Published: 19.05.2009 | Author: Anders Kåre Engevik
Farmers from the fjords should not travel unshaven on the train. Blades sold and prepared. Barber Røsche, Osøren. From "Midthordlands avis" 17. august 1928, p. 3.
THE OS RAILWAY AND THE FJORD BOATS
It was the year 1927. Amongst the commercial advertisements in the local newspaper “Midthordlands Avis” stood this little advertisement, composed in a barber’s shop in Osøyro, the communications centre for inner Midthordland. Between the lines we can detect a cultural view, an expression of a social convention borne forth by two generations of regular transport services between town and country. The public transport services formed the basis for this development. They created conflicts and clashes, but also economic and cultural growth - a development which erased the distinctions between town and country. The close-up picture of Os railways and the fjord boats represents at the same time a major chapter in the story of transport in western Norway.
Tthe railway from Nestun to Os: “The timely link” (1894-1920)
“The Os railway should be regarded as the most timely link between the town and its hinterland, to whose cultivation it will be a major contribution, and so also will be of profound significance for Bergen itself”.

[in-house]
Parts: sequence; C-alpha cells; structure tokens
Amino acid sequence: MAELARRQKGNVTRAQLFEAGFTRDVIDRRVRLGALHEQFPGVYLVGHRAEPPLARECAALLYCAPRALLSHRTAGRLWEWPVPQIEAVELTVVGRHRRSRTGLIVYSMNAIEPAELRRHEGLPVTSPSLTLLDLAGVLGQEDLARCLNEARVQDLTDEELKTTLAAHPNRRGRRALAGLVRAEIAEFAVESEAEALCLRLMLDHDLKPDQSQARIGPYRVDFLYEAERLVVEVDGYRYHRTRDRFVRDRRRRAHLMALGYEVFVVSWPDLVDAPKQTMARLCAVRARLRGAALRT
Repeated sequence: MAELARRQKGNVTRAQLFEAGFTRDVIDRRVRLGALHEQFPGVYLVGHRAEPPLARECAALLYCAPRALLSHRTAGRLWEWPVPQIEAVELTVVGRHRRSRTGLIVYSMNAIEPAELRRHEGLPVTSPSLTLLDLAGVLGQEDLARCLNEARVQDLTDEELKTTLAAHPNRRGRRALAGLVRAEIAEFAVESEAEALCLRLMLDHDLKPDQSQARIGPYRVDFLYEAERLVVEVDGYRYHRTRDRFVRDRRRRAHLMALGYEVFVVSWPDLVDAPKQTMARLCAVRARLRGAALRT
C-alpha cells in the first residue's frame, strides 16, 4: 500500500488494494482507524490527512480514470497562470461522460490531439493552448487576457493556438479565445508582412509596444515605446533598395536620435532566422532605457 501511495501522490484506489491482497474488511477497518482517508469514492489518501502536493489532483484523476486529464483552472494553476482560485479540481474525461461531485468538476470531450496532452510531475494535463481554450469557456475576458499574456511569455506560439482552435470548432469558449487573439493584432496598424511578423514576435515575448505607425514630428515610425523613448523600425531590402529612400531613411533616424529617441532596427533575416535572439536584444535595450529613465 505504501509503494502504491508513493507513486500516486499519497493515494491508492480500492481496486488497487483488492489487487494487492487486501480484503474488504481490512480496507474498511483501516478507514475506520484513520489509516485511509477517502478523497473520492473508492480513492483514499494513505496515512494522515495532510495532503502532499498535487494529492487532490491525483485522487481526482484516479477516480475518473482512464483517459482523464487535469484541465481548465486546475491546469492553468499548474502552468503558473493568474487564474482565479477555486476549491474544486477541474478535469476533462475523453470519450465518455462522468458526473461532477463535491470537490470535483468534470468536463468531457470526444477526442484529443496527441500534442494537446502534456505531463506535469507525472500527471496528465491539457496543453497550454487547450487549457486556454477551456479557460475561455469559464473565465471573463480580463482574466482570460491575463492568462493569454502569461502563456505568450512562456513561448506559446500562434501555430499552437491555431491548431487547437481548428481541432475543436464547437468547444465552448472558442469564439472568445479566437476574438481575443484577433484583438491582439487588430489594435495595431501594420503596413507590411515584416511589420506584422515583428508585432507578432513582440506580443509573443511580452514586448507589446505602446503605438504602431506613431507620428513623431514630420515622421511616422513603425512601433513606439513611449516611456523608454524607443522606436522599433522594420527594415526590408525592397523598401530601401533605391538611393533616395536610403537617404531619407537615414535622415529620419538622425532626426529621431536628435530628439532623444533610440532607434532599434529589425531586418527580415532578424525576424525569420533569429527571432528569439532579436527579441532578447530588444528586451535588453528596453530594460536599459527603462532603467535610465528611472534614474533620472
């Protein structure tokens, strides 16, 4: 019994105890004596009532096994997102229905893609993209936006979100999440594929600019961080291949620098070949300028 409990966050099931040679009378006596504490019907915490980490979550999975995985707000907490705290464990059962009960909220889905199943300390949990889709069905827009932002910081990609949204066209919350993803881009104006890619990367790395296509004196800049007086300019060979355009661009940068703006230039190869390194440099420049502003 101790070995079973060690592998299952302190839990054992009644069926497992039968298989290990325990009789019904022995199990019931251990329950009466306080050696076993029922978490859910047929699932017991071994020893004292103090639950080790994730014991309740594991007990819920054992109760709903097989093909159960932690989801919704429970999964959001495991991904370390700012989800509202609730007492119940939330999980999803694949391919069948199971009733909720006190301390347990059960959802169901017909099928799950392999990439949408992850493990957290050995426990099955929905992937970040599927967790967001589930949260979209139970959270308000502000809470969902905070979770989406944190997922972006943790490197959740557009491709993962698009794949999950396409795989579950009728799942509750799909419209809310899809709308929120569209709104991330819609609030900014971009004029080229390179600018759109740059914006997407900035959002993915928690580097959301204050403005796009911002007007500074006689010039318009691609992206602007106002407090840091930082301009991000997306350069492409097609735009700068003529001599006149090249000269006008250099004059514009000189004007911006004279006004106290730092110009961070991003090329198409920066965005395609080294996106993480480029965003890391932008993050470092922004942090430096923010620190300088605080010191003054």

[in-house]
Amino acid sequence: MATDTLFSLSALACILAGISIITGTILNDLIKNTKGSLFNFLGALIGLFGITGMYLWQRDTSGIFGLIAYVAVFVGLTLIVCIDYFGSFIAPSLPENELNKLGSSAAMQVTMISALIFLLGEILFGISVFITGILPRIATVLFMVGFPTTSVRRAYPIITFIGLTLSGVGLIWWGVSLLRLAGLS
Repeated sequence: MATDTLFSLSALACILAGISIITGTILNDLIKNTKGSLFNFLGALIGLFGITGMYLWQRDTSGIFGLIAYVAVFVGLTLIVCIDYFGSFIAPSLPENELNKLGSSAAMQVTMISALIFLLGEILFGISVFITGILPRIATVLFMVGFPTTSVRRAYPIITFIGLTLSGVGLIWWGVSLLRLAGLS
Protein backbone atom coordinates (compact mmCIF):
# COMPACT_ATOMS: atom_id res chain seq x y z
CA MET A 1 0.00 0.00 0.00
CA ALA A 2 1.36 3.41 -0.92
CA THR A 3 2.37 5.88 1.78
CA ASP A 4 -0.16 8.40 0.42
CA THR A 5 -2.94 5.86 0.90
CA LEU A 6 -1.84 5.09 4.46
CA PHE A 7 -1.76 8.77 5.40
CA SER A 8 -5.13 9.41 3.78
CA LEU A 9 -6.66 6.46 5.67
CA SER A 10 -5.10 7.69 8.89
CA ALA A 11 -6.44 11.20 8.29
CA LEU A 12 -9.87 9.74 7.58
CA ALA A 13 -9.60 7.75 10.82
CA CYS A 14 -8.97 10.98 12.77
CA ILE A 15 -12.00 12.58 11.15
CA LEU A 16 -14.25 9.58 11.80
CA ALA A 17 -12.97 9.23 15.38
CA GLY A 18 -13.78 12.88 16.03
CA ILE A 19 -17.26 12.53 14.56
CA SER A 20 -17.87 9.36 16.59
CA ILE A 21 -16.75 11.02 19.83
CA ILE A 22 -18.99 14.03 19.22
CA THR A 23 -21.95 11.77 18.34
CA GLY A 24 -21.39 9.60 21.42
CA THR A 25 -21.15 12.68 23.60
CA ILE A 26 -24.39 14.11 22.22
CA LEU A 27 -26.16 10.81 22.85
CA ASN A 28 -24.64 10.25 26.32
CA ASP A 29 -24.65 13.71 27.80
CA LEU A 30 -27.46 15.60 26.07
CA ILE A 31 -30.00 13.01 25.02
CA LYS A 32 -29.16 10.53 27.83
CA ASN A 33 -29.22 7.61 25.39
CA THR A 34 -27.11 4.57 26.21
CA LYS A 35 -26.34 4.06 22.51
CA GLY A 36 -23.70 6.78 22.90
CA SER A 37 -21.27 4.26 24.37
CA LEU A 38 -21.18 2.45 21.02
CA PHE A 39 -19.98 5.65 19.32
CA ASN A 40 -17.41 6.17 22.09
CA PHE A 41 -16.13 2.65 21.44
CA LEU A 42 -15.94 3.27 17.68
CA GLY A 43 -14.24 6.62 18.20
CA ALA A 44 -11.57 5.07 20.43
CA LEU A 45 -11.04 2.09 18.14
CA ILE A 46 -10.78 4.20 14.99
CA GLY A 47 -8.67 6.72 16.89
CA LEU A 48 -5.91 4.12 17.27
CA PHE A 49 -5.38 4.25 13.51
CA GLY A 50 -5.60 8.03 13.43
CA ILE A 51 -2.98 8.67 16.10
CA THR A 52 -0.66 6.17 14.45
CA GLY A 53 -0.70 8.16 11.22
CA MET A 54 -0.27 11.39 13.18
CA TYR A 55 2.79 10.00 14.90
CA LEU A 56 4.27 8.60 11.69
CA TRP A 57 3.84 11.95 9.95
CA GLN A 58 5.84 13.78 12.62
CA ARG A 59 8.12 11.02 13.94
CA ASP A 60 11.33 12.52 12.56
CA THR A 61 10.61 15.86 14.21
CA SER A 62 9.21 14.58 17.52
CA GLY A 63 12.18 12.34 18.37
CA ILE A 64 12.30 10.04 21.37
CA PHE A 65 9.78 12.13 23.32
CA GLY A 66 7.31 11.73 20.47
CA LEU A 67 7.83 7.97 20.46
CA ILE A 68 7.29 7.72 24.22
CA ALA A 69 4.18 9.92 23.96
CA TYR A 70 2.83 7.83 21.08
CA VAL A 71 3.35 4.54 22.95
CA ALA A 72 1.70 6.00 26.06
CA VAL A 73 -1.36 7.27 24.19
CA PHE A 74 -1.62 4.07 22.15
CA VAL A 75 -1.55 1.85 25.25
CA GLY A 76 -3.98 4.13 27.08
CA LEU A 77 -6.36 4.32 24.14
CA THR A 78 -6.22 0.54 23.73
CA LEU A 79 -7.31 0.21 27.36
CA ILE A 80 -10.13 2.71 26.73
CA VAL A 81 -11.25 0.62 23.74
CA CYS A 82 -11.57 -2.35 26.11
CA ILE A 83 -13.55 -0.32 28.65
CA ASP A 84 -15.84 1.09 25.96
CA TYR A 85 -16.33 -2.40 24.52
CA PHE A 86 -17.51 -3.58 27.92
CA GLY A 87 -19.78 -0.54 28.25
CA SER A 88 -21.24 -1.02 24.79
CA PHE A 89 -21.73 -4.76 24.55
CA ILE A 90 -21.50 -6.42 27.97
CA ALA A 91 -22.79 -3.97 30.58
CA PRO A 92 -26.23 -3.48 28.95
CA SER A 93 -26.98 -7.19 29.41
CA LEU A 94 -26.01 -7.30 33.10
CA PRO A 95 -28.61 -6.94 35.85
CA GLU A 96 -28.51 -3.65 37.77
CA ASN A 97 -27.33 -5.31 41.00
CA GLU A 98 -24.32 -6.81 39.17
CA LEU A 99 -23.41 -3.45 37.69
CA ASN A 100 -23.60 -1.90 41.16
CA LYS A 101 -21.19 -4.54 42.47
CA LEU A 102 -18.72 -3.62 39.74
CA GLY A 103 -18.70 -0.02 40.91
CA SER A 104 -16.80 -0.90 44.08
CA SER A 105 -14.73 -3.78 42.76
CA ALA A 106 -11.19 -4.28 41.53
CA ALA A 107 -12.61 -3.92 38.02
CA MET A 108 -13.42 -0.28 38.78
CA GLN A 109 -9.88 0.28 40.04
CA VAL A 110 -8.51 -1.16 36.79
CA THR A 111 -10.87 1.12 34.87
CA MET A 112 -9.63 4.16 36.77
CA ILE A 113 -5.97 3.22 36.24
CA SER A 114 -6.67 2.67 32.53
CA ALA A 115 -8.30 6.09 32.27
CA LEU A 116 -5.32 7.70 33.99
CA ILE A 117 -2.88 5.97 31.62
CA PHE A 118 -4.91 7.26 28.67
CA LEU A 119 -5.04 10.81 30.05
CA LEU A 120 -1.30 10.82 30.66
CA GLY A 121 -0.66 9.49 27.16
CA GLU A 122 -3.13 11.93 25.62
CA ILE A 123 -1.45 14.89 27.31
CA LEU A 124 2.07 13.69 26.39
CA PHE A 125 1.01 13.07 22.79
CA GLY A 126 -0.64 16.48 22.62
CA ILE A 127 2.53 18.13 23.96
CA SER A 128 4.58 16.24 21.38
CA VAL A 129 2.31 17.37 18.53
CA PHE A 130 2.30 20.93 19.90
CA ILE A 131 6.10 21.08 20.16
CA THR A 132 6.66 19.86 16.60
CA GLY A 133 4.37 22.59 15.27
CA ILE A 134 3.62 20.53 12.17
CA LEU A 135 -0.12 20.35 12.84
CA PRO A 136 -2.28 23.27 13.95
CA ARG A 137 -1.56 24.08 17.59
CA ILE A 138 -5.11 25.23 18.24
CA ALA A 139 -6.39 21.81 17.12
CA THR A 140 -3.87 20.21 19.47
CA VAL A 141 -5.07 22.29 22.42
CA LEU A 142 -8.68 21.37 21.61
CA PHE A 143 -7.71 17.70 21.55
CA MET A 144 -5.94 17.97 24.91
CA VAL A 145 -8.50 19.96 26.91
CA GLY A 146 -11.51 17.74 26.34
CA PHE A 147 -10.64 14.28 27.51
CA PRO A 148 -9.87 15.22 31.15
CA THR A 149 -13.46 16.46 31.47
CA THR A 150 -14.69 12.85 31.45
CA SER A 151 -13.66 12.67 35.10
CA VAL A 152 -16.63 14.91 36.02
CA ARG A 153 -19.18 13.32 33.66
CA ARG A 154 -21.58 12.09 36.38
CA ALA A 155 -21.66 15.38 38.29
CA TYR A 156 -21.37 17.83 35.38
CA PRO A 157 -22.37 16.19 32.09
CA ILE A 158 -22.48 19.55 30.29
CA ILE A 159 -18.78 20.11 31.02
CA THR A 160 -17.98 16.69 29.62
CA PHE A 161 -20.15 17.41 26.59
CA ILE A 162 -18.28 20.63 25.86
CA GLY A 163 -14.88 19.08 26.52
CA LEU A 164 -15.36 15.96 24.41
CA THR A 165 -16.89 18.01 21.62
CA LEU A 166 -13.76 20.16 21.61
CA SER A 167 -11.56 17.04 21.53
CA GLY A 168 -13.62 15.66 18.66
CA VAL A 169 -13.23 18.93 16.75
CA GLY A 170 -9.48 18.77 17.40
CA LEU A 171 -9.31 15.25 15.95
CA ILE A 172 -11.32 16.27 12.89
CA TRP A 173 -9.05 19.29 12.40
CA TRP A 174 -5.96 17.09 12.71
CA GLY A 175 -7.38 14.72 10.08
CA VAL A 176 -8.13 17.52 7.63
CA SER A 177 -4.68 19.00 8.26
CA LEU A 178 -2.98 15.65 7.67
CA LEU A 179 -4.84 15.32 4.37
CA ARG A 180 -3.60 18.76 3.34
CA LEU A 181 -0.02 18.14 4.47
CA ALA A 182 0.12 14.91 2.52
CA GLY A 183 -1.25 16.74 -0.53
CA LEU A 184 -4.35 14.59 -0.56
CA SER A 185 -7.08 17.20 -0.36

It was the district doctor, Captain D.Kruger who expressed himself thus in 1891, during the planning of the biggest transport project in the rural districts of Midthordland at the end of the 19th century, that is the railway from Nestun to Os.
The railway service between Nestun and Os was opened in 1894. Behind this bold initiative there lay many needs that the steamship services could not satisfy. The rural districts which were not situated on the sea had not taken any part worth mentioning in the development that steamship traffic had created in the districts along the sea. The road network was poorly developed and was not suited to the effective transport of goods. When Ulvensletta in Os was brought into use as a drill ground, the demand for inland transport became pressing. In addition it was estimated that the traffic with tourists and second-home owners - city folk in the country - would increase even more with better communications.
The rural districts were undergoing a period of radical change in these years. The sale of Lyse monastery estate, purchase for freehold and change from the old strip-farming system speeded up the process. The agricultural school at Stend had the same effect. The transformation of agriculture required speedy and effective transport of fresh produce to the main markets in Bergen. The city was growing and the prospects for the growth in sales of agricultural products were correspondingly good.